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Hall's chisel left towering mark on UT

A lumbering steam shovel crawled onto the campus Wednesday morning, and without delay or ceremony, began taking huge bites of clay from the terrace on which the Old Main Building stood for fifty years and dumped them into waiting trucks. The ground for the University’s Administration-Library unit was broken.

There was no pomp of silken hats to formalize the scene, nor were there dignitaries to add their blessings to the first shovel of earth which officially began the University’s greatest building. The master of ceremonies was the operator of the steam shovel; a few directions to work men, the services; and a handful of truck drivers, job hunters and curious students, the witnesses.–Ray Holbrook, The Daily Texan, Jan. 20, 1935.

Image of Hall

Hall carved the words, "Ye shall know the truth and the truth sall set you free," on the Main Building.

The Main Building’s groundbreaking lacked ceremony, as many people’s live do. Most go through life, leaving little behind as a permanent reminder. No one’s life is truly set in stone–except for Wood Hall.

Hall, 84, carefully chiseled the finishing touches on one of the University’s greatest structures more than half a century ago.

"I did something worthy of HIS grace. That’s what I think I was put on this earth for," he said sitting comfortably in his Austin home.

Hall carved the words "Ye shall know the truth, and the truth shall make you free," on the Main Building in 1935. The 27-story Tower is a permanent fixture in the minds of all who have attended or worked at the University. And the words above the building’s doors seen daily by UT students from the first days of their freshman year, to their last steps across campus at graduation.

While suspended several stories in the air on a scaffolding, Hall said, he did not realize the importance of the words he carved. He said it was just another part of doing his job as a stone carver. It was only later in life that he realized that the words were so meaningful.

"I was up there cussing up a blue streak. I cussed Jesus out. But later in life, I read those words and shuddered all over.

"It’s my guess that the Board of Regents wanted to use those words to let people know that this was a free University."

To carve the lettering on the Main Building, Hall spent nearly three weeks on the scaffolding. There was no other way to carve the two-feet high letters.

"It must have taken me about two or three weeks to cut those letters," Hall said, his large hands resting on the kitchen table.

When up on the scaffolding, Hall said, "I used to turn around and look down Congress Avenue from up there." He said when he would start the chisel, the resistance from the stone would force his swing backwards away from the building. Since there wasn’t much to secure him, he would swing out over the rocks from the unfinished terrace below. Hall’s wife Millie would come out to the Tower to watch, but would leave because it scared her to see him swing so high in the air.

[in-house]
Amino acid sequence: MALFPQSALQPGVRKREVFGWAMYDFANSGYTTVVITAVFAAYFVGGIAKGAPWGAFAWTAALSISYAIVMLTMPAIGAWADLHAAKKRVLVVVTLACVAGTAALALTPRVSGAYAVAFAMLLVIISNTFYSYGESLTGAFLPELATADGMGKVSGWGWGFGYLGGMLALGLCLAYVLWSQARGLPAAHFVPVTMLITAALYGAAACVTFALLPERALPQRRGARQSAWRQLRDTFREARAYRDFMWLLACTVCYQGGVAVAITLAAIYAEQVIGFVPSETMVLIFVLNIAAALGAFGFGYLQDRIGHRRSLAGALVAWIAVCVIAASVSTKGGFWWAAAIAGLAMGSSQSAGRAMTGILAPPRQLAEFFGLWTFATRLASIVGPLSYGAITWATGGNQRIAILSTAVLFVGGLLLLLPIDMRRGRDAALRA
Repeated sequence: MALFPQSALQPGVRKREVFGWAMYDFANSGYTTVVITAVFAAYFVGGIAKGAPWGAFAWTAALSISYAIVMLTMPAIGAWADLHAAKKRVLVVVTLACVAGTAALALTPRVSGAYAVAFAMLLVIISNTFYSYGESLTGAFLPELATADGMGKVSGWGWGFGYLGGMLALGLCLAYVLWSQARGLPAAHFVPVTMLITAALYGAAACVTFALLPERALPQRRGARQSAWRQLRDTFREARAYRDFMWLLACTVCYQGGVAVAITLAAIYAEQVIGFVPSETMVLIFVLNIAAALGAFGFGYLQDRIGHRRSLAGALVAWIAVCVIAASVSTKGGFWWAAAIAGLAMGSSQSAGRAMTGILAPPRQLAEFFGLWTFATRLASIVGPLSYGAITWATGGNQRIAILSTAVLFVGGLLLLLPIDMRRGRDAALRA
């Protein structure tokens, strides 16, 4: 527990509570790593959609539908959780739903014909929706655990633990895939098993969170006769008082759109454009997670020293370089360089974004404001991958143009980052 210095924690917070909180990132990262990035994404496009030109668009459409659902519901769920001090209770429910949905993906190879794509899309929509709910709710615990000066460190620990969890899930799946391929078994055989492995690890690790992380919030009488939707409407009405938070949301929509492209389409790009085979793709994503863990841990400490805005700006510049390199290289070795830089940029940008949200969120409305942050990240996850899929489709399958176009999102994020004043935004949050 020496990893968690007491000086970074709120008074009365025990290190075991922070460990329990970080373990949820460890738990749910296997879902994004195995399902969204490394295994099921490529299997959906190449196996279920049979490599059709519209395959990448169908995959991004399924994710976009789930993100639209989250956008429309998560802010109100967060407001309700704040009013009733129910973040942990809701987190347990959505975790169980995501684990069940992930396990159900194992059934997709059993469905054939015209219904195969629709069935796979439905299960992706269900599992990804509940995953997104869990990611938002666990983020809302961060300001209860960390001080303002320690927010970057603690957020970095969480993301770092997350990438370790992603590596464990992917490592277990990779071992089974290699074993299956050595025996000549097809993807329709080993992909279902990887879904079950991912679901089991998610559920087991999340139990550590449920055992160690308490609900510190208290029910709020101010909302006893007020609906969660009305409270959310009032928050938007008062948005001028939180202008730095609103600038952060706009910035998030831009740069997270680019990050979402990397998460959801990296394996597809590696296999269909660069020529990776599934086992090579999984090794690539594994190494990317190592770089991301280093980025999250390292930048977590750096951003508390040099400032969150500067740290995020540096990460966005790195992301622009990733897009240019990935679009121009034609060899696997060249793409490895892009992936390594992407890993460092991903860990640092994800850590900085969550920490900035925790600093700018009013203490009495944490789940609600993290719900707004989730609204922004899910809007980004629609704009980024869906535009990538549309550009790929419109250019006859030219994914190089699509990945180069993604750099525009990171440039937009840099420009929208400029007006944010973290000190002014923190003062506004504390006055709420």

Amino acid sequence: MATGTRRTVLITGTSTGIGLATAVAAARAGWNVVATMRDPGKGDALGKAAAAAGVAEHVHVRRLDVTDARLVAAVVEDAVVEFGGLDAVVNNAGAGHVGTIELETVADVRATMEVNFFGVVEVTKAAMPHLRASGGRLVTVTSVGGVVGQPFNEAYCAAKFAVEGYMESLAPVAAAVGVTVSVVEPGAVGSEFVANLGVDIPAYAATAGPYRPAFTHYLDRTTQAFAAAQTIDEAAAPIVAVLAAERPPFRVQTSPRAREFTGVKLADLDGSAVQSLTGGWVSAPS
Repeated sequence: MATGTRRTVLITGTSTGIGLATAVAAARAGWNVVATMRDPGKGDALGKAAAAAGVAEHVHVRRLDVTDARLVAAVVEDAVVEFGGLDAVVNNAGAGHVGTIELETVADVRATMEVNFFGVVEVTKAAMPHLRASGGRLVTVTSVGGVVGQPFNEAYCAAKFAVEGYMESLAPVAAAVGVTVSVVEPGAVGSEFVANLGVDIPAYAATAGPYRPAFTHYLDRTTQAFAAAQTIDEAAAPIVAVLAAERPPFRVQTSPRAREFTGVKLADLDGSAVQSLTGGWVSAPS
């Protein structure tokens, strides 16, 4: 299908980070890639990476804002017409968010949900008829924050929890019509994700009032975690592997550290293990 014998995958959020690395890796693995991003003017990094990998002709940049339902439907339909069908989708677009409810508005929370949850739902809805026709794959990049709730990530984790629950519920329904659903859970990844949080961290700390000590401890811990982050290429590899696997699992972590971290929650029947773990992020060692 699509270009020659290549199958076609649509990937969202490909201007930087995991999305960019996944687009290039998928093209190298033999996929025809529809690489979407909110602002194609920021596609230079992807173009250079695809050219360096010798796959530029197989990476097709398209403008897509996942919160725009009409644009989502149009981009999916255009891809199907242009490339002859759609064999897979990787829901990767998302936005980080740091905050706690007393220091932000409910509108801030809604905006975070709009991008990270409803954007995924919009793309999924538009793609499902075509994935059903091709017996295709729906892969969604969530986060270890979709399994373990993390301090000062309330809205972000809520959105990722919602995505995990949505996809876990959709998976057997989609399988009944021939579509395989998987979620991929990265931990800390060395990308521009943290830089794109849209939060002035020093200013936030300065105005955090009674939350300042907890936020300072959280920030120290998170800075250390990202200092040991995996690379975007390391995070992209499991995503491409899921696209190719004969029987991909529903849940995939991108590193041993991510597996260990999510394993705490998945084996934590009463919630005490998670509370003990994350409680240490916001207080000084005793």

"I went out there to watch him one day, and he’d put that air hammer up there and his feet would go out. He wasn’t anchored and it scared me, so I had to go home. It just scared the fool out of me," she said.

Hall said he and the other carvers had to chisel the stone work for the top of the 270-foot Tower on the ground. The pieces, some weighting close to a ton, had to be hoisted into place near the clock and edges of the Tower when the detailed work was finished.

"The student body voted that it was too dangerous to cut the stone up on the building. It was just too high and dangerous," he said.

Hall got the job in 1935 when he heard an Austin quarry got a contract to do the stone work on the Main Building.

"The foreman and five Italians and me and a boy from Bedford. It took about five months to do the job," he said.

At the time Hall etched the famous words he said "I was making more than the professors–I made $75 a week."

Hall’s daughter Nancy Carlson went to the University in 1958. Now at age 53, she said the carvings didn’t mean that much to her when she was at the University.

"It was just something I had known forever. We didn’t give it much thought. But for him, it was a very important landmark in life.

"It’s a craft that’s gone, and the family had done it for years. As things go past you, this is something permanent," Carlson added.

Hall was born with a hammer and chisel in his hands in Bloomington, Ind. He followed in his father’s footsteps and became a stone carver as a teen-ager.

"I didn’t make it out of high school, and I loafed around until my daddy said, ‘I’m going to make a stone carver out of you.’"

Daily Texan. December 2, 1993.
Article by: Rebecca Stewart

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3 May 1999
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